Relation between socioeconomic variables and surgical, systemic and radiation treatment in a cohort of patients with breast cancer in an urban Canadian centre
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Background: Studies have shown an association between socioeconomic status and breast cancer treatment. We examined the relation between socioeconomic status and the treatment of breast cancer (surgical, systemic and radiation) in a universal health care system. Methods: Data from a single urban Canadian centre were collected for consecutive patients who received a diagnosis of breast cancer from January 2010 to December 2011. Variables included patient and disease factors, surgery type, systemic and radiation treatment, and breast reconstruction. Socioeconomic variables were obtained from 2006 Canadian census data. We used multivariable logistic regression to identify predictors of breast cancer treatment. Results: A total of 721 patients were treated for breast cancer during the study period. Socioeconomic variables were not related to type of breast surgery for breast cancer. Age less than 50 years, having a first-degree relative with breast cancer and income status were predictors of breast reconstruction. Employment status was a consistent predictor of systemic and radiation treatment. Conclusion: Employment consistently predicted systemic and radiation treatment, and age and income were predictors of breast reconstruction in a universal health care system. Further research is required to determine precisely how socioeconomic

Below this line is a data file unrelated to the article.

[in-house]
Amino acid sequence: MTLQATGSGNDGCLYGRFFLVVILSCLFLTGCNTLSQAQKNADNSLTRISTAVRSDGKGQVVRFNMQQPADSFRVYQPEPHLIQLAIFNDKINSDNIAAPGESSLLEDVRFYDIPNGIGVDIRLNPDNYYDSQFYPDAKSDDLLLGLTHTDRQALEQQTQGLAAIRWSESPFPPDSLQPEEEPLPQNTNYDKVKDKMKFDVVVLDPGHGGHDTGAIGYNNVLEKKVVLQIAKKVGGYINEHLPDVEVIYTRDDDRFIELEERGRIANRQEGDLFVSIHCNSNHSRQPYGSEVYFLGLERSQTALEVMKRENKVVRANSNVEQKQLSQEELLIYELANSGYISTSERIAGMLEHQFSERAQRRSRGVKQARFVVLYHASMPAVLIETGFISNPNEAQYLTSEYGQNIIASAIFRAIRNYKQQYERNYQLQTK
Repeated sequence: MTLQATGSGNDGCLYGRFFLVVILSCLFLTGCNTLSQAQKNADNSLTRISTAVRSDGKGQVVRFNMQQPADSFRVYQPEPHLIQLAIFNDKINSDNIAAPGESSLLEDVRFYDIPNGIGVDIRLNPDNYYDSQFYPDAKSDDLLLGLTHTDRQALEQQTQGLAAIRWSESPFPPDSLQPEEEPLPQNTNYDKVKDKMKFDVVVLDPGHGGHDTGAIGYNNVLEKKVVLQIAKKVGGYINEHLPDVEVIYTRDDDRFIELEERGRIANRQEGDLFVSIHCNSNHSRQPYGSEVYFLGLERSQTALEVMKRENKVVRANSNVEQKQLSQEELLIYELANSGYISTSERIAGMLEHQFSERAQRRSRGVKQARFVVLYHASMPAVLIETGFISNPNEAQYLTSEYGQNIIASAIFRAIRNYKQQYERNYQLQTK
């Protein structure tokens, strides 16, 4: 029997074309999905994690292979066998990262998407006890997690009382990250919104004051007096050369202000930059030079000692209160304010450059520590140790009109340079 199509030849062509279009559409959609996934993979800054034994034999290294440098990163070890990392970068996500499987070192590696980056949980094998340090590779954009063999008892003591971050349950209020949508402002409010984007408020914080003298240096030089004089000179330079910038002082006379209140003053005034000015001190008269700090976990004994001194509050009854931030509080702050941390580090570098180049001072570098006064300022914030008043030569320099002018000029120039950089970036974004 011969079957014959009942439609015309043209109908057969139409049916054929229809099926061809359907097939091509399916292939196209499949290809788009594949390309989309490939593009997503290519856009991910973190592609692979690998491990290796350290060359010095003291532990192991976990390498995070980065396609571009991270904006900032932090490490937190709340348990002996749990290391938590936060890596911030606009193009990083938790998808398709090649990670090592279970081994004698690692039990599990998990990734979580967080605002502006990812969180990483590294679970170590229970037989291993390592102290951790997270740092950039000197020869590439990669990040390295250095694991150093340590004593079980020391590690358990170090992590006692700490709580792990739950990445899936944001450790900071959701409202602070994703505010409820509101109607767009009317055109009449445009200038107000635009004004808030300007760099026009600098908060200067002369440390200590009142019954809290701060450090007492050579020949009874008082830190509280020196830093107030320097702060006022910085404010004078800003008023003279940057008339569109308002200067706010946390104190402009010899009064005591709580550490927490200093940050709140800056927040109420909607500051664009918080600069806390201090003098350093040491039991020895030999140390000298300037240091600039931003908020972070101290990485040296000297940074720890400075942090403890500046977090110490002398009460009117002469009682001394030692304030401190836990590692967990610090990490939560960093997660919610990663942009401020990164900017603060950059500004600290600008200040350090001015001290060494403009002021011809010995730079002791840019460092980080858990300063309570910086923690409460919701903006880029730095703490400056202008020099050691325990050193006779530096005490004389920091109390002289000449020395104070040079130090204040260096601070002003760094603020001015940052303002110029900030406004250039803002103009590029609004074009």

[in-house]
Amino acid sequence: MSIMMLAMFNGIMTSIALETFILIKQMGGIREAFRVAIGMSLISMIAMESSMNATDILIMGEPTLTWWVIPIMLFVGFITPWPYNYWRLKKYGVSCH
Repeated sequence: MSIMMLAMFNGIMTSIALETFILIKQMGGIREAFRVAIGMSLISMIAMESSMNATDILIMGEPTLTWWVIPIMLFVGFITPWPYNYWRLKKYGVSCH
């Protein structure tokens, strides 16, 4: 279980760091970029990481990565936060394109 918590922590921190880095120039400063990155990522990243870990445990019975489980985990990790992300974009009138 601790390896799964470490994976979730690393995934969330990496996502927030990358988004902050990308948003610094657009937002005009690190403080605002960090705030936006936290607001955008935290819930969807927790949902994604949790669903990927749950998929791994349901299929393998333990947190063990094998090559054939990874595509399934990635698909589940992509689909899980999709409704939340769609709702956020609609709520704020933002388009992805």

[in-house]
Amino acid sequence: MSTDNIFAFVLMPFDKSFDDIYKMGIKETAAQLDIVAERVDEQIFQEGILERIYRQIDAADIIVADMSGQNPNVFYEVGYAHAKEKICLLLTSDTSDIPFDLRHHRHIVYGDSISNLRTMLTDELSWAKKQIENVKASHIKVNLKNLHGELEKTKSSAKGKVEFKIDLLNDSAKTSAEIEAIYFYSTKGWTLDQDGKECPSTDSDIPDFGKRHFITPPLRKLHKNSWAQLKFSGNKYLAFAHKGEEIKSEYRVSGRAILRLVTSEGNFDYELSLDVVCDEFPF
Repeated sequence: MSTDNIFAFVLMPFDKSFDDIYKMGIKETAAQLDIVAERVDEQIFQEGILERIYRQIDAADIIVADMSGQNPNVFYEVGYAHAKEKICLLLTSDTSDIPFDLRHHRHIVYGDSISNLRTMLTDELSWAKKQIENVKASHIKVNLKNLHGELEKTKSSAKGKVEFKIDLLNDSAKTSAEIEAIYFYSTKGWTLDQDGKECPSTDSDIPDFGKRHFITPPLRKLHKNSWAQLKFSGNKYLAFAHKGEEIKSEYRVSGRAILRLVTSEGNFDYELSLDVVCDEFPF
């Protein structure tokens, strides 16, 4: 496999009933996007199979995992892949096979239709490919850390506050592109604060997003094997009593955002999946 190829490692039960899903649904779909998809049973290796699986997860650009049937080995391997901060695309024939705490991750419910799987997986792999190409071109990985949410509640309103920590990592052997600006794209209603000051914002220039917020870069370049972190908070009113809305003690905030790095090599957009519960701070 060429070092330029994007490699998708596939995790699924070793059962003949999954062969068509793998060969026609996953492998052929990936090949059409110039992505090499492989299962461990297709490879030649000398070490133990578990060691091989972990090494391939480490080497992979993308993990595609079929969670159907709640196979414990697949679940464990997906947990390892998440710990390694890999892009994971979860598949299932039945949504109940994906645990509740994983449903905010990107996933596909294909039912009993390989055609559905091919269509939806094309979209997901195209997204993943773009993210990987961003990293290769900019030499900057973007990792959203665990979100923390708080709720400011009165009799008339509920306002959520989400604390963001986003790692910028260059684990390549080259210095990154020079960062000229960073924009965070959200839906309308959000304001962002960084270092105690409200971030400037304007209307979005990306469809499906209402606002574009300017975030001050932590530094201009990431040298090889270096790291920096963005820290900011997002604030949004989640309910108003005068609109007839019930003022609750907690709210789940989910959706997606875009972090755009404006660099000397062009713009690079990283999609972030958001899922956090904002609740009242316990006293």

factors affect care and to minimize possible disparities in delivery of health care services.
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